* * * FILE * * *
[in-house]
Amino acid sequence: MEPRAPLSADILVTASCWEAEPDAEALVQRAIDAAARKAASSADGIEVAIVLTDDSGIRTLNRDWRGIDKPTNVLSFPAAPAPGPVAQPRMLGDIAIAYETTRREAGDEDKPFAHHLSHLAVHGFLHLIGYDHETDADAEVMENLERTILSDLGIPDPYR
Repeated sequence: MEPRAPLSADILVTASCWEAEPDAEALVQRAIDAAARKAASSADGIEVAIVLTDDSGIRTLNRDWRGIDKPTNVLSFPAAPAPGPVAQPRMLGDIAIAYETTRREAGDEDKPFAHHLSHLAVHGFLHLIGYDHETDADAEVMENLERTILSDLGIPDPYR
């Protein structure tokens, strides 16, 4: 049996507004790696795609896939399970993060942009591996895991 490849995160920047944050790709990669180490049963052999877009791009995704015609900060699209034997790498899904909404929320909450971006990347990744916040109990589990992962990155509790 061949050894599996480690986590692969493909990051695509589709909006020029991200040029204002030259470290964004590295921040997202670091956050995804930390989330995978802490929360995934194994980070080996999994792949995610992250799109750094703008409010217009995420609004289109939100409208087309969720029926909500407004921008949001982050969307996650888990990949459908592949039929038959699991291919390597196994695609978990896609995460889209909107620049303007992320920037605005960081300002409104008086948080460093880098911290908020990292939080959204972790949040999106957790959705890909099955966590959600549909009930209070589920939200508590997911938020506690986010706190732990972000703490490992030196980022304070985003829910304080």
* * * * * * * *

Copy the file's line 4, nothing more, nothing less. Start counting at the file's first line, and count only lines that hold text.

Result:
């Protein structure tokens, strides 16, 4: 049996507004790696795609896939399970993060942009591996895991 490849995160920047944050790709990669180490049963052999877009791009995704015609900060699209034997790498899904909404929320909450971006990347990744916040109990589990992962990155509790 061949050894599996480690986590692969493909990051695509589709909006020029991200040029204002030259470290964004590295921040997202670091956050995804930390989330995978802490929360995934194994980070080996999994792949995610992250799109750094703008409010217009995420609004289109939100409208087309969720029926909500407004921008949001982050969307996650888990990949459908592949039929038959699991291919390597196994695609978990896609995460889209909107620049303007992320920037605005960081300002409104008086948080460093880098911290908020990292939080959204972790949040999106957790959705890909099955966590959600549909009930209070589920939200508590997911938020506690986010706190732990972000703490490992030196980022304070985003829910304080």